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Brazilian Yin and Spanish Yang


Permalink 10:56:28 am, by amilnal
Categories: Sports, Commentary

Brazilian Yin and Spanish Yang

What can we expect in terms of tactics from this World Cup? In 2006 we saw a lot of 4-5-1's and 4-4-2's. How much scoring will we see? Will we see more defensive-counterattacking yin or more attack-mined yang? Let's take a look at tactics in regards to formations and style of play. Please keep in mind, these groupings are on my best guess what each manager will use. This is what we'll see.

We'll group formations into three categories: "More-Offensive", "More-Defensive", or "More-Balanced". "More-Offensive" formations include three 4-3-3's (including Portugal and both Greece and Denmark who are not exactly attack-minded), one 3-5-2 (Uruguay), and one 3-3-1-2 (Chile). These formations are termed "More-Offensive" because they allow more players to get forward. It doesn't look like many teams are taking chances with more offensive-minded formations. That's just five out of thirty-two.

"More-Defensive" formations include seven 4-2-3-1's (Australia, Brazil, Germany, Italy, Japan, Mexico, Holland), one 5-2-3 (New Zealand), and one 5-3-1-1 (North Korea). These formations are considered defensive in nature because six of the players are in more defensive-oriented roles. Some of these 4-2-3-1's may be more flexible 4-5-1's that allow quicker counterattacks. And, although 4-2-3-1 provides more cover with the option of two defensive/holding midfielders, Mexico, Holland, and Germany will probably have a more offensive-minded or at least balanced style of play. New Zealand and North Korea will play five at the back out of necessity. Nevertheless, nine out of the thirty-two formations expected to be used are "More-Defensive".

More than half the teams this time around will have what we'll call a "More-Balanced" formation. By this, meaning at least four at the back and where the two central midfielders provide a balance between creative play-making and defensive holding by either having two well-rounded midfielders or dividing-up the creative play-making and defensive holding duties. They include sixteen 4-4-2's (Algeria, Argentina, Cameroon, Côte d'Ivoire, England, France, Honduras, South Korea, Nigeria, Paraguay, Serbia, Slovakia, Slovenia, South Africa, Switzerland, United States) and two 4-1-3-2's (Ghana & Spain). It makes sense to see a variety of styles of play being deployed by these teams given the flexibility in utilizing a 4-4-2.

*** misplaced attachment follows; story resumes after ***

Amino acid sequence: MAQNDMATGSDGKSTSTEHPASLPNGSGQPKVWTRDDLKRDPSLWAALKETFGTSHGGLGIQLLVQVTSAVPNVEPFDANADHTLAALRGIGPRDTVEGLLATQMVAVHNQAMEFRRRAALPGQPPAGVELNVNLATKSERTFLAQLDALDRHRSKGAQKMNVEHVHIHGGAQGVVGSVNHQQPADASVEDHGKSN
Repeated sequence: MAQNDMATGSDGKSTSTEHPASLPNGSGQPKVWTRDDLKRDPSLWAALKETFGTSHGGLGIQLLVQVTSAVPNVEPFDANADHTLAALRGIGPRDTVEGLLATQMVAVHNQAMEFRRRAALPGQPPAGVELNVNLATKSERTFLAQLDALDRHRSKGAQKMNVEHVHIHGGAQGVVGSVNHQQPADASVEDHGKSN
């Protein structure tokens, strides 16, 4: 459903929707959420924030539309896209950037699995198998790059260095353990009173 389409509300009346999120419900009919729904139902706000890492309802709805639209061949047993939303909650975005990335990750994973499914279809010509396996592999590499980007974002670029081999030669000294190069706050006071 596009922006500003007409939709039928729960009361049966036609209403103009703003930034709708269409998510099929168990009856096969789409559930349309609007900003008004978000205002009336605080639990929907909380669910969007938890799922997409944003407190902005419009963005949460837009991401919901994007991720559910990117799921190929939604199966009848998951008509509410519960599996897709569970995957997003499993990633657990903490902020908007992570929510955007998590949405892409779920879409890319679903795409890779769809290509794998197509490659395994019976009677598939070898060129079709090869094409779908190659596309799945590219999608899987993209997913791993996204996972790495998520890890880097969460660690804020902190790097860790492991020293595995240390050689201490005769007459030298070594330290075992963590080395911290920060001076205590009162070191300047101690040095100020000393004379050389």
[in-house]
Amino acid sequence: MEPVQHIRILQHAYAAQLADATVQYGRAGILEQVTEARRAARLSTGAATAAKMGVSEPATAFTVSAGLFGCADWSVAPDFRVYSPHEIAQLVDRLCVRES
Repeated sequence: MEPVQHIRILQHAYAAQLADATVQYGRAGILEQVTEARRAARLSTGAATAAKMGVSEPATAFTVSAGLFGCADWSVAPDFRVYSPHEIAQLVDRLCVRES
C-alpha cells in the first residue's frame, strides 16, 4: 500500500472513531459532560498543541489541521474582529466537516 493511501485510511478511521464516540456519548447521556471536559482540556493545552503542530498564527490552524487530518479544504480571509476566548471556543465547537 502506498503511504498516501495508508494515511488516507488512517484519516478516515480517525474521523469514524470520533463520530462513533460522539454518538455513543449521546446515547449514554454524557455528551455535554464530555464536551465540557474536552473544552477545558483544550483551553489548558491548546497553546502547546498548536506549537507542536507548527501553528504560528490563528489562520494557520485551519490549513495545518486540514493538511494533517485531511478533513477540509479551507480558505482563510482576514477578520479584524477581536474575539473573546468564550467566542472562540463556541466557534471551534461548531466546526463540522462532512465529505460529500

What do we see in terms of style of play? We'll group styles of play into three broadly-based categories. Teams that want to initiate offensive either by possession or more attack-minded play we'll call "Offensive-Minded". Teams that like to sit back and absorb what a team throws at them and then hit on the counterattack via the spaced created we'll call "Defensive-Minded". Teams that do a variety of both we'll call "Balanced".

If we break things down this way, we see things similar to the formations, although they don't match-up exactly. We have eighteen "Balanced" styles of play (Algeria, Argentina, Cameroon, England, France, Germany, Ghana, Honduras, South Korea, Netherlands, Nigeria, Portugal, Serbia, Slovakia, Slovenia, South Africa, United States, & Uruguay), eleven "Defensive-Minded" styles of play (Australia, Brazil, Côte d'Ivoire, Denmark, Greece, Italy, Japan, North Korea, New Zealand, Paraguay, & Switzerland) and three "Offensive-Minded" styles of play (Chile, Mexico, & Spain). Again, we see lots of balance, some defensive-minded teams, and little offensive focus.

So what does all this mean in terms of scoring in the World Cup? Mourinho's Intermilan beat Barcelona 3-1 in their first leg of the Champions League Semi-final using a very defensive counterattacking style and a defensive 4-3-1-2 formation, so being more defensive and counterattack-focused may not necessarily mean less goals.

The majority of teams have balanced formations and styles of play. Like vs. like often means fewer points of weakness and fewer spaces to exploit on the field. So if we are judging by formations and styles of play alone we'll probably see a little less scoring than hoped for. But, that will be alright because a final of Brazil and Spain would create a lot of potential for scoring and drama between Brazil's defensive counterattacking yin and Spain's possession-based attacking yang.

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